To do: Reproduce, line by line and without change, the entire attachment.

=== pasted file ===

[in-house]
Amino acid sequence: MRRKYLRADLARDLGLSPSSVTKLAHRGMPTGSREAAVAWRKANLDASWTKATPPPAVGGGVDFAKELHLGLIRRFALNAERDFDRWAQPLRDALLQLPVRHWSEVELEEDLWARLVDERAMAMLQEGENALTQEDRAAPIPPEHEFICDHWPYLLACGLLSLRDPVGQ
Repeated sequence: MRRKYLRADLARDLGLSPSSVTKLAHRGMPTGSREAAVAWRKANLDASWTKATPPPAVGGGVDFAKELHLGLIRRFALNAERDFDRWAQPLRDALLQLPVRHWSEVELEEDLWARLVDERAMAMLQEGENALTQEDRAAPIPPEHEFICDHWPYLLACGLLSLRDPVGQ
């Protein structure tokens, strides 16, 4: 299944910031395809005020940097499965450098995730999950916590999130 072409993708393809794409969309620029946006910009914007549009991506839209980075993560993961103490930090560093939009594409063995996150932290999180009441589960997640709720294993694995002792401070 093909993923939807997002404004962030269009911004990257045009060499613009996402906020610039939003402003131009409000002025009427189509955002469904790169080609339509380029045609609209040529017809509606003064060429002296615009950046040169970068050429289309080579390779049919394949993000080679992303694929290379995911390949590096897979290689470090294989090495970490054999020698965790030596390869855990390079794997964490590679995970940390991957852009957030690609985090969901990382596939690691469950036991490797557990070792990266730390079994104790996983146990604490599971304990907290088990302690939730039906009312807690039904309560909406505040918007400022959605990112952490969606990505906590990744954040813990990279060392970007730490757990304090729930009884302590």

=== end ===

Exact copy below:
[in-house]
Amino acid sequence: MRRKYLRADLARDLGLSPSSVTKLAHRGMPTGSREAAVAWRKANLDASWTKATPPPAVGGGVDFAKELHLGLIRRFALNAERDFDRWAQPLRDALLQLPVRHWSEVELEEDLWARLVDERAMAMLQEGENALTQEDRAAPIPPEHEFICDHWPYLLACGLLSLRDPVGQ
Repeated sequence: MRRKYLRADLARDLGLSPSSVTKLAHRGMPTGSREAAVAWRKANLDASWTKATPPPAVGGGVDFAKELHLGLIRRFALNAERDFDRWAQPLRDALLQLPVRHWSEVELEEDLWARLVDERAMAMLQEGENALTQEDRAAPIPPEHEFICDHWPYLLACGLLSLRDPVGQ
């Protein structure tokens, strides 16, 4: 299944910031395809005020940097499965450098995730999950916590999130 072409993708393809794409969309620029946006910009914007549009991506839209980075993560993961103490930090560093939009594409063995996150932290999180009441589960997640709720294993694995002792401070 093909993923939807997002404004962030269009911004990257045009060499613009996402906020610039939003402003131009409000002025009427189509955002469904790169080609339509380029045609609209040529017809509606003064060429002296615009950046040169970068050429289309080579390779049919394949993000080679992303694929290379995911390949590096897979290689470090294989090495970490054999020698965790030596390869855990390079794997964490590679995970940390991957852009957030690609985090969901990382596939690691469950036991490797557990070792990266730390079994104790996983146990604490599971304990907290088990302690939730039906009312807690039904309560909406505040918007400022959605990112952490969606990505906590990744954040813990990279060392970007730490757990304090729930009884302590």